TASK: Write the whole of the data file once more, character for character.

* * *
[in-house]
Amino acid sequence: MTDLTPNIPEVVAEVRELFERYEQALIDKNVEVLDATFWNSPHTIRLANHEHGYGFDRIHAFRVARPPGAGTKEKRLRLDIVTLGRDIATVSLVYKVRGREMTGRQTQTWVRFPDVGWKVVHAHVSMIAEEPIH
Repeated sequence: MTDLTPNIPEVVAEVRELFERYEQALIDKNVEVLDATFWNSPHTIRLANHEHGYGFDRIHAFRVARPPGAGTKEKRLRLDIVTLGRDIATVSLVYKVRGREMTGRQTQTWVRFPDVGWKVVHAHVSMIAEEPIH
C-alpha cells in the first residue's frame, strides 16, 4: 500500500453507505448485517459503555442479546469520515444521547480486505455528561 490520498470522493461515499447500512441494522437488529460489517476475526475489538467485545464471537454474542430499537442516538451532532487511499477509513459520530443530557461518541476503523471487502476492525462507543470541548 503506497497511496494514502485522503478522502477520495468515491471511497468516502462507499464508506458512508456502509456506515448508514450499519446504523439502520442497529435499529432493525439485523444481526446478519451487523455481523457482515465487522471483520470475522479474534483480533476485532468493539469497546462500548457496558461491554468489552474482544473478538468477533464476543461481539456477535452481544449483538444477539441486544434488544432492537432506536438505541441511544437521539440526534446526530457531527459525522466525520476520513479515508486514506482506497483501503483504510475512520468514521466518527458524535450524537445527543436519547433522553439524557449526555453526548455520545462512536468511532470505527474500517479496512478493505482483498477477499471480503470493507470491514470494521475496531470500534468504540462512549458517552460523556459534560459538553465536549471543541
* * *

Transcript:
[in-house]
Amino acid sequence: MTDLTPNIPEVVAEVRELFERYEQALIDKNVEVLDATFWNSPHTIRLANHEHGYGFDRIHAFRVARPPGAGTKEKRLRLDIVTLGRDIATVSLVYKVRGREMTGRQTQTWVRFPDVGWKVVHAHVSMIAEEPIH
Repeated sequence: MTDLTPNIPEVVAEVRELFERYEQALIDKNVEVLDATFWNSPHTIRLANHEHGYGFDRIHAFRVARPPGAGTKEKRLRLDIVTLGRDIATVSLVYKVRGREMTGRQTQTWVRFPDVGWKVVHAHVSMIAEEPIH
C-alpha cells in the first residue's frame, strides 16, 4: 500500500453507505448485517459503555442479546469520515444521547480486505455528561 490520498470522493461515499447500512441494522437488529460489517476475526475489538467485545464471537454474542430499537442516538451532532487511499477509513459520530443530557461518541476503523471487502476492525462507543470541548 503506497497511496494514502485522503478522502477520495468515491471511497468516502462507499464508506458512508456502509456506515448508514450499519446504523439502520442497529435499529432493525439485523444481526446478519451487523455481523457482515465487522471483520470475522479474534483480533476485532468493539469497546462500548457496558461491554468489552474482544473478538468477533464476543461481539456477535452481544449483538444477539441486544434488544432492537432506536438505541441511544437521539440526534446526530457531527459525522466525520476520513479515508486514506482506497483501503483504510475512520468514521466518527458524535450524537445527543436519547433522553439524557449526555453526548455520545462512536468511532470505527474500517479496512478493505482483498477477499471480503470493507470491514470494521475496531470500534468504540462512549458517552460523556459534560459538553465536549471543541